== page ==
Charlotte Cohn plays Alina. Roger Hendricks Simon plays Hillel. Simon Feil plays Alina's husband and Ken King plays her lover. Frank Licato plays Adolf Berle, the public servant extraordinaire and original member of Franklin D. Roosevelt's "brain trust" who defended Margolin's father (and therefore, Hillel in the play). Steven Rattazzi plays Joseph McCarthy. Richard Hollis plays a Russian metallurgist who appeals for Hillel's support, putting him at risk in the paranoia of the 1950s Red Scare

Scenic Design is by Jessica Parks. Costume Design is by Julia Squier. Lighting Design is by Paul Hudson. Sound Design is by Jennie Gorn. Casting is by Robin Carus. Intimacy Direction is by Leighton Samuels. Dramaturgy is by Ginny Mayer.

Deb Margolin (author) is a playwright, actor, and founding member of Split Britches Theater Company. She is the author of numerous plays, including "Imagining Madoff" (nominee, Helen Hayes / Charles Macarthur Award for Outstanding New Play), "Turquoise," "That Old Perplexity" and "Bringing the Fishermen Home," and eleven solo performance plays which she has toured throughout the US. These include "8 STOPS," a comedy concerning the grief of endless compassion, which takes a long, humorous, tender look at motherhood, the suburbs, the fear of death, and the inheritability of ideas. She has been a resident artist at Tulane, Hampshire College, NYU, USC, Washington and Lee Univ., Marlboro College, Swarthmore, and many other universities. She has received an OBIE award for Sustained Excellence of Performance, the Helen Merrill Distinguished Playwright Award, the Kesselring Playwriting Prize, NEA grant, NJSCA Fellow, Edwin Booth Award, Tanne Foundation Award, Adams/Reisch Foundation Distinguished Career award, and the Richard H. Broadhead Prize for teaching excellence at Yale University, where she is Professor in the Practice in the undergraduate Theater and Performance Studies Program. Her publications include a book of (mostly) solo plays entitled "Of All The Nerve: Deb Margolin SOLO," the four-part drama "Time Is the Mercy of Eternity" (Samuel French) and "Three Seconds in the Key" (Playscripts). She is a proud alumna of New Dramatists, a member of the TENT Theater Company, and lives in New Jersey (which she denies). This is her most personal recent play.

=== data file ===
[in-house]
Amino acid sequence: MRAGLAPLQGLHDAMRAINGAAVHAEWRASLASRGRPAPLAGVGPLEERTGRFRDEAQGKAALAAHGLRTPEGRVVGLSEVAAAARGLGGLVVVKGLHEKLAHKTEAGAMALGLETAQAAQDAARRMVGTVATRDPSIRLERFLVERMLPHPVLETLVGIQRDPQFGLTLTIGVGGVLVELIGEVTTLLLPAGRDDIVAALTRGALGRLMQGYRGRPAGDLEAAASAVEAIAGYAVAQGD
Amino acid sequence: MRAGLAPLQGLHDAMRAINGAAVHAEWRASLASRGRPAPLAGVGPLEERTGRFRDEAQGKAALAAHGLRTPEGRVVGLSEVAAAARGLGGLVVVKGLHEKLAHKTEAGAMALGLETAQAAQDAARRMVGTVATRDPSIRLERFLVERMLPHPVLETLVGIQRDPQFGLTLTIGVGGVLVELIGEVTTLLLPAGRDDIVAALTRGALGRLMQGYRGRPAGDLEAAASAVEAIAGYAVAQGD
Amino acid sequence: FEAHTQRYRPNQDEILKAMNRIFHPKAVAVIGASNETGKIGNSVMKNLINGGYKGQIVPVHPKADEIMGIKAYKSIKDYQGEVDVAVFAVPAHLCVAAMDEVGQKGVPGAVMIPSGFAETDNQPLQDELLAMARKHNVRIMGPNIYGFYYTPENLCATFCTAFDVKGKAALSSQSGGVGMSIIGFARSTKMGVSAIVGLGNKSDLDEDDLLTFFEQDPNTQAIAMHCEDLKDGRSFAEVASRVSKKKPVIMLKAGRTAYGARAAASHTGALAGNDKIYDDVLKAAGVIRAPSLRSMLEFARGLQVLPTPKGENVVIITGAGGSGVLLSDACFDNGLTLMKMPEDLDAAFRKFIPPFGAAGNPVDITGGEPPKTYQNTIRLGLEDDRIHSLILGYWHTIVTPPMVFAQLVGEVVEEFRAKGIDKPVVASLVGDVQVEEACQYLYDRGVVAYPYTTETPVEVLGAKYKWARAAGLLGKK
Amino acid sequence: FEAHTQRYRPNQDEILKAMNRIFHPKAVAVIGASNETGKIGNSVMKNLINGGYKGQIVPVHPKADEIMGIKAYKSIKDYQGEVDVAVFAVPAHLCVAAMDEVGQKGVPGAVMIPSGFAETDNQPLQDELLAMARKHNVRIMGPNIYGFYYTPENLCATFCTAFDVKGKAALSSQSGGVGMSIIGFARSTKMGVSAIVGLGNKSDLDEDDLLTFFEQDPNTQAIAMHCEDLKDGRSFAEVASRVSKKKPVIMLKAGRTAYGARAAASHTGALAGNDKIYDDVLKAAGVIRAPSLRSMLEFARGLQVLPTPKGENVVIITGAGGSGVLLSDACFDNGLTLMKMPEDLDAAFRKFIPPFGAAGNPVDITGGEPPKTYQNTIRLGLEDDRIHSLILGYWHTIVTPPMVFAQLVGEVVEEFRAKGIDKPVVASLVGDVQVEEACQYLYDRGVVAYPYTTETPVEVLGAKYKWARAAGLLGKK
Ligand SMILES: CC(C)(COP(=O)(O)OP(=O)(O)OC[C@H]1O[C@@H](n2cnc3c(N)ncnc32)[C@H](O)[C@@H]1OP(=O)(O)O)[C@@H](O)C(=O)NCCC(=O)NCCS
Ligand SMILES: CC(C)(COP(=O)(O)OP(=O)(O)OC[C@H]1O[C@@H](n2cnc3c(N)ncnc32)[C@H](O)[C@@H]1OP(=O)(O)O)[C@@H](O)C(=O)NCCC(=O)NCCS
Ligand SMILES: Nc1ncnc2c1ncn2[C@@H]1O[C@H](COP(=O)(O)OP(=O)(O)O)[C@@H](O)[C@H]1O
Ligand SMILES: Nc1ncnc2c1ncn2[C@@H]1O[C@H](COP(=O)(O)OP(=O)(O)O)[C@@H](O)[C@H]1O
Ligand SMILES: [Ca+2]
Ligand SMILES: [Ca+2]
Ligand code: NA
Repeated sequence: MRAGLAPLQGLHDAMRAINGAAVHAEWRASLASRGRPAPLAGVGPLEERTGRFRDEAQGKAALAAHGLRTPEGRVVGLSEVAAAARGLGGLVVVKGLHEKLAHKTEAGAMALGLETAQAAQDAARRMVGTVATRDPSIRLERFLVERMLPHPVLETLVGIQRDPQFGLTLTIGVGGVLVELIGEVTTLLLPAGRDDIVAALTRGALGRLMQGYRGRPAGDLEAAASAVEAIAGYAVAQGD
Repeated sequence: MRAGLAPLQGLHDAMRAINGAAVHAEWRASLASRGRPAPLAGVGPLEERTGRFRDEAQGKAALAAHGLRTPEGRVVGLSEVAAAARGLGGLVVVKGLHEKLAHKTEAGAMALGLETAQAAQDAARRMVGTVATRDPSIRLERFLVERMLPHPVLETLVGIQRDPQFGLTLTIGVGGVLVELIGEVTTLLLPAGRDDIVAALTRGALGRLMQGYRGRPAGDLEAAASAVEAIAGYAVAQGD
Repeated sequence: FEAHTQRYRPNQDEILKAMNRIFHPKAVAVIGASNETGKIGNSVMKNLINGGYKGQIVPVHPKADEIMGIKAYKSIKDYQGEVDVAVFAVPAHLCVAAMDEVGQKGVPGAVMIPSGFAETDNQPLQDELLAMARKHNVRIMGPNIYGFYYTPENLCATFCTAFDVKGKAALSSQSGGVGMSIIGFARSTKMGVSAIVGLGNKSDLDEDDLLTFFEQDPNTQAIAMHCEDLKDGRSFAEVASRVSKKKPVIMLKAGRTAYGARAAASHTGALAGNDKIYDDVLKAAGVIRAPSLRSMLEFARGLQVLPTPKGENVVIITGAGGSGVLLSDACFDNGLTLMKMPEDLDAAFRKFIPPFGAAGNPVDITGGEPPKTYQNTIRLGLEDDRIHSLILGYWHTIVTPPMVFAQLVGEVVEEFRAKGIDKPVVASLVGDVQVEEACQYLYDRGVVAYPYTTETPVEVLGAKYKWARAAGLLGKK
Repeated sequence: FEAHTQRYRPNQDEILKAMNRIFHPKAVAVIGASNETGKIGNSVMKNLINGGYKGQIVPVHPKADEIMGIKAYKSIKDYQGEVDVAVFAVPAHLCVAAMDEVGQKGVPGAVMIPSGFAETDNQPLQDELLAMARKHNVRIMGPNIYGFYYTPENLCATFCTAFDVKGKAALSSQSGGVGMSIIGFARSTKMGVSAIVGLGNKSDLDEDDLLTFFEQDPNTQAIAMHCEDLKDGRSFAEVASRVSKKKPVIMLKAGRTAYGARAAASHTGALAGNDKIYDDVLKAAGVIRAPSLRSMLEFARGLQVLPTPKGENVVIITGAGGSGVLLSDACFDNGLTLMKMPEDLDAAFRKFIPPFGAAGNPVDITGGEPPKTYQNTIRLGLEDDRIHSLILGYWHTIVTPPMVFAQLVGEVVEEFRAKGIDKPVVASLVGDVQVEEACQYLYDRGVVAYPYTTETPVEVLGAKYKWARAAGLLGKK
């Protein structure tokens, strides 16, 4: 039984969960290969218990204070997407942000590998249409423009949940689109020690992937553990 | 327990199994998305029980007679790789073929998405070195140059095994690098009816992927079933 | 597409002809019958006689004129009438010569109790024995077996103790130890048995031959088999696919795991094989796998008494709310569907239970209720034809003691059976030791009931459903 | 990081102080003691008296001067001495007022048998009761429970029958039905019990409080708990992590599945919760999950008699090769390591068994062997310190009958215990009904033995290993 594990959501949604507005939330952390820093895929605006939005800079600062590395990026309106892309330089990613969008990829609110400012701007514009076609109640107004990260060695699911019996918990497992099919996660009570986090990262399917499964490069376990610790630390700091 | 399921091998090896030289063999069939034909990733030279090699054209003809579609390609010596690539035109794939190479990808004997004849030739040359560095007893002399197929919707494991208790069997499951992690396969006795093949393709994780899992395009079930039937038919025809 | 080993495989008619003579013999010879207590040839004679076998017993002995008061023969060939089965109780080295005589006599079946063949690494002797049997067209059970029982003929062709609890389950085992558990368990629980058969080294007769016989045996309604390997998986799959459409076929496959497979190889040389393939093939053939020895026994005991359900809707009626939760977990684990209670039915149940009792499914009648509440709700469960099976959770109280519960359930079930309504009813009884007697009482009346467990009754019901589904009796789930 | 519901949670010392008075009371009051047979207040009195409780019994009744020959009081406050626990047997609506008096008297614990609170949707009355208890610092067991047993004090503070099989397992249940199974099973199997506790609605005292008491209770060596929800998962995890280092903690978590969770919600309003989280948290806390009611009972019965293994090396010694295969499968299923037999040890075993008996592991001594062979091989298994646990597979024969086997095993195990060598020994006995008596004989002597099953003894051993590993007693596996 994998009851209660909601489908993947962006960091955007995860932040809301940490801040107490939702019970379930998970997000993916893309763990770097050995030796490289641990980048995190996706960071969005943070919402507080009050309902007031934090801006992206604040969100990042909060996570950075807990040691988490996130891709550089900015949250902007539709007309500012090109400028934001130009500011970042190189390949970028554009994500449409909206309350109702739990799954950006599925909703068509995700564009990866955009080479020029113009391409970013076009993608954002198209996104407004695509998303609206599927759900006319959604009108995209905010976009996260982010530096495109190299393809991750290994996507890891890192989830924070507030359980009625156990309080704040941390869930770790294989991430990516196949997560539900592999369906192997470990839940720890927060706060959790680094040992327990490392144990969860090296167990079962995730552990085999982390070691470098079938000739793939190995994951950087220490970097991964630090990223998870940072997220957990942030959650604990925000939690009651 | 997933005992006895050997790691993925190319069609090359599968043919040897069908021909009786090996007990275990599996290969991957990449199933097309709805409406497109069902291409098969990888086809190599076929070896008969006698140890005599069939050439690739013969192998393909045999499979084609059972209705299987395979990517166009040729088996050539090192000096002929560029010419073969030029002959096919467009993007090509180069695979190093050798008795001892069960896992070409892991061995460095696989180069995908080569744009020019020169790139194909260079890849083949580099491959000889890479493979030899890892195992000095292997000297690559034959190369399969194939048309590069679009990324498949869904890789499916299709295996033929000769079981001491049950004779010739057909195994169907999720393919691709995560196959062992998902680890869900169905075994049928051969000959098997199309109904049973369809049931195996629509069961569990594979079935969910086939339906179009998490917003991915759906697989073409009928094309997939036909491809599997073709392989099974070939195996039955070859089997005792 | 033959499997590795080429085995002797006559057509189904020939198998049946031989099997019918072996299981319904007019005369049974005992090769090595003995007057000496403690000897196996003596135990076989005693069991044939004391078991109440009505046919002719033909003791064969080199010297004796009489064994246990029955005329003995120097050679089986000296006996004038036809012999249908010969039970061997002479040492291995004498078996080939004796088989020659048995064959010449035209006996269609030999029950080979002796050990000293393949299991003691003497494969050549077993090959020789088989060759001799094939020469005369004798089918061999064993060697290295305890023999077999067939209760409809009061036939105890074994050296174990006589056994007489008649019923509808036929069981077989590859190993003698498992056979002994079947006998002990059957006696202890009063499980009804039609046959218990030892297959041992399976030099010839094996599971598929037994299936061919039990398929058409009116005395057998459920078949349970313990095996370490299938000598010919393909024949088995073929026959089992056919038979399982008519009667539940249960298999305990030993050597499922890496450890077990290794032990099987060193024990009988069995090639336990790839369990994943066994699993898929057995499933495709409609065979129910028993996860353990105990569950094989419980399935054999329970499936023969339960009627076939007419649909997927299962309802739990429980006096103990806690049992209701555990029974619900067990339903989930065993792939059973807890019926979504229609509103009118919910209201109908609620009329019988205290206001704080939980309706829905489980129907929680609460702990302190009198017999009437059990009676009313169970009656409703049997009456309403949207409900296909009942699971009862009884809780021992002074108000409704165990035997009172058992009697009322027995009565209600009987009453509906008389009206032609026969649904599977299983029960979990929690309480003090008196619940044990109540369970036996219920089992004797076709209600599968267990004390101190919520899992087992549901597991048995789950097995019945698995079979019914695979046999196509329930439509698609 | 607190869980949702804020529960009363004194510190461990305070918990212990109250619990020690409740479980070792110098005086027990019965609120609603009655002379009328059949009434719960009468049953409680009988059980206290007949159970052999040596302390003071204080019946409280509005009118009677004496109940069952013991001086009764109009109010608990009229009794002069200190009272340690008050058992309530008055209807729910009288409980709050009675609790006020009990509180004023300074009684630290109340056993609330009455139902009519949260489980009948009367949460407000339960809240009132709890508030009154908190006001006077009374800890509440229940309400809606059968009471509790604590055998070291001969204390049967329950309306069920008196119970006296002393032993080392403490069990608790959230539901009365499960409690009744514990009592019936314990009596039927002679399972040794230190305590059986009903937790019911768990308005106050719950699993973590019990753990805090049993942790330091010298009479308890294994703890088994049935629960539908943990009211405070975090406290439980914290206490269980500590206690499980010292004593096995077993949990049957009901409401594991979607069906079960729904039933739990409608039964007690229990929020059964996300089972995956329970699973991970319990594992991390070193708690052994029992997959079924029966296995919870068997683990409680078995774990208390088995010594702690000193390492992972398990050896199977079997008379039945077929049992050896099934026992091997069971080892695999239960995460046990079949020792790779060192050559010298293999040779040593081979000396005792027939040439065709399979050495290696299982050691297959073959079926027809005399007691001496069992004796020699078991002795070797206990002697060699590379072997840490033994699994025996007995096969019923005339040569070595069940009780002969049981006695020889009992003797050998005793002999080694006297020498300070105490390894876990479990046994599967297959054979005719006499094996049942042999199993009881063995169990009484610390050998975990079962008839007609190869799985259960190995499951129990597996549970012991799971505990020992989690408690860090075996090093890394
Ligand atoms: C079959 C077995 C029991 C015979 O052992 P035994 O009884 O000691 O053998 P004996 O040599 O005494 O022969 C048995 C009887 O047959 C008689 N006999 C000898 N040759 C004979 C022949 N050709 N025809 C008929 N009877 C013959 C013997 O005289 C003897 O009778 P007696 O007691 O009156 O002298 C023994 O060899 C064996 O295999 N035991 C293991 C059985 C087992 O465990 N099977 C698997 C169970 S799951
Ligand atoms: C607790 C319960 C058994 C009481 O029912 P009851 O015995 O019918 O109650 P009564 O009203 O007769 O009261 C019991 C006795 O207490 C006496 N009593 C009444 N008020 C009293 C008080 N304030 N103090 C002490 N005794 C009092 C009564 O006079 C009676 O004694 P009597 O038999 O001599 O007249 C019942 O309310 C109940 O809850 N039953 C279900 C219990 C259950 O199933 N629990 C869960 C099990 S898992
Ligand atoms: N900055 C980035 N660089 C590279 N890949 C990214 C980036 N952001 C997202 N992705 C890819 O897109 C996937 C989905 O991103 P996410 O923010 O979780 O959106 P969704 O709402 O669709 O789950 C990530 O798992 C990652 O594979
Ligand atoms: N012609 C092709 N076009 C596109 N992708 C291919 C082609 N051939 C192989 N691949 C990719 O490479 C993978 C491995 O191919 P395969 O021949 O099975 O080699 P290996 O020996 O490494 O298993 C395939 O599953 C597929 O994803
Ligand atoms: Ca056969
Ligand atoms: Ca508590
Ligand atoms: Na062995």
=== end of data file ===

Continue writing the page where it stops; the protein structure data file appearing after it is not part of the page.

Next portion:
Jerry Heymann (Director) is an award-winning director. He staged New Light Theatre Project's sold-out productions of Margolin's "Imagining Madoff," including its initial run at 59E59 Theatres and its Off-Broadway extension on Theatre Row. Selected other credits include "Call Me Charlie" with Danny DeVito (La MaMa), "My Daddy’s Serious American Gift "(Tiffany Theatre, LA), "A Country For Old Men" (American Stage), "Three" (EST) and "Demeter’s Lost Daughter" (St. Clement’s Theatre). He earned a PhD and MFA from Carnegie-Mellon and is a member of SDC.

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Critics are invited on or after February 22. Opens February 23.